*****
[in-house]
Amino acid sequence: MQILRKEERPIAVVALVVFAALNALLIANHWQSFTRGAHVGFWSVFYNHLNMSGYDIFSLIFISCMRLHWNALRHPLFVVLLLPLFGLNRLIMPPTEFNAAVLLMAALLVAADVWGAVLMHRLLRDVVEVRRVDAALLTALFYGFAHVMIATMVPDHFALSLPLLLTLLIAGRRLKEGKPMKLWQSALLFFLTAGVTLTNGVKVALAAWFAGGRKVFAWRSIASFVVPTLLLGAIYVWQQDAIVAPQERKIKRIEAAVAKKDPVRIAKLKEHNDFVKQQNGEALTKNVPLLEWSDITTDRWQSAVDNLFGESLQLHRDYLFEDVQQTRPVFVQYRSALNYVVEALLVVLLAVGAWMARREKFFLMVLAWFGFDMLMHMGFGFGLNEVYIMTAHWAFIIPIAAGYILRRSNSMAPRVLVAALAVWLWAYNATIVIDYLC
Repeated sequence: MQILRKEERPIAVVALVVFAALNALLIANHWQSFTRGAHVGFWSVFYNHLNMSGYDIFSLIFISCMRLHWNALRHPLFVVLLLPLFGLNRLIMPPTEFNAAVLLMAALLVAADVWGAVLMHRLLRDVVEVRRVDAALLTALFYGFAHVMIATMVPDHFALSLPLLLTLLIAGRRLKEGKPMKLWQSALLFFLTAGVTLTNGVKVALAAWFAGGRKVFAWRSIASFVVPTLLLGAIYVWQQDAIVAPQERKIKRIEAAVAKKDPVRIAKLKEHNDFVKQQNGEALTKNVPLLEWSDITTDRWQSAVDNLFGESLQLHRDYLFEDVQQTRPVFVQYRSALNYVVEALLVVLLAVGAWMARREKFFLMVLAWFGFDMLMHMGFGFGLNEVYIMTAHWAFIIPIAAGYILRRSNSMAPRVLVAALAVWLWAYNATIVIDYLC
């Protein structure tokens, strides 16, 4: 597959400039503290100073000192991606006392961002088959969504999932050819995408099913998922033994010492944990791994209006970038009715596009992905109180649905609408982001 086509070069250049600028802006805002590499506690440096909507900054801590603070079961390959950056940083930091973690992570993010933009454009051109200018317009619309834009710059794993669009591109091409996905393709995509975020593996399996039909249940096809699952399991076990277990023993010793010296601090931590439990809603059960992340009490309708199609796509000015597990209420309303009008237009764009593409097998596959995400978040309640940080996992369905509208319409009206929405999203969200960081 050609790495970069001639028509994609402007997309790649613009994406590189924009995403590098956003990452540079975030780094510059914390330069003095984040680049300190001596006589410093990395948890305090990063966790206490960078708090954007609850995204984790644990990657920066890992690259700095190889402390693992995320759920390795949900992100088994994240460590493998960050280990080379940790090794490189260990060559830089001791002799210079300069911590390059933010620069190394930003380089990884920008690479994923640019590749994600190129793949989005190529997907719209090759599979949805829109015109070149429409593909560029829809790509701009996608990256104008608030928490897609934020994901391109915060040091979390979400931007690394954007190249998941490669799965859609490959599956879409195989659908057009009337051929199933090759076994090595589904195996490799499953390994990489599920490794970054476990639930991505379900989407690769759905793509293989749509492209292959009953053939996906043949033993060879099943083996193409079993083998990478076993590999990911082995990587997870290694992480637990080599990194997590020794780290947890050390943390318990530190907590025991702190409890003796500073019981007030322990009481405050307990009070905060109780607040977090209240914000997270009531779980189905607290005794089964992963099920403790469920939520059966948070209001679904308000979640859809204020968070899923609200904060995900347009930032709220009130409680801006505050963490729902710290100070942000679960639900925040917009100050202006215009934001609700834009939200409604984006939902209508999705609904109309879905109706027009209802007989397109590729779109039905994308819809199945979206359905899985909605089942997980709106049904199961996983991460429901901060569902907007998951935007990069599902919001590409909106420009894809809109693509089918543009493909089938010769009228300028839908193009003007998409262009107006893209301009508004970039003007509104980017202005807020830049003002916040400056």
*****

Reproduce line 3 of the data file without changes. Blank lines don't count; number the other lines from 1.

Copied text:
Repeated sequence: MQILRKEERPIAVVALVVFAALNALLIANHWQSFTRGAHVGFWSVFYNHLNMSGYDIFSLIFISCMRLHWNALRHPLFVVLLLPLFGLNRLIMPPTEFNAAVLLMAALLVAADVWGAVLMHRLLRDVVEVRRVDAALLTALFYGFAHVMIATMVPDHFALSLPLLLTLLIAGRRLKEGKPMKLWQSALLFFLTAGVTLTNGVKVALAAWFAGGRKVFAWRSIASFVVPTLLLGAIYVWQQDAIVAPQERKIKRIEAAVAKKDPVRIAKLKEHNDFVKQQNGEALTKNVPLLEWSDITTDRWQSAVDNLFGESLQLHRDYLFEDVQQTRPVFVQYRSALNYVVEALLVVLLAVGAWMARREKFFLMVLAWFGFDMLMHMGFGFGLNEVYIMTAHWAFIIPIAAGYILRRSNSMAPRVLVAALAVWLWAYNATIVIDYLC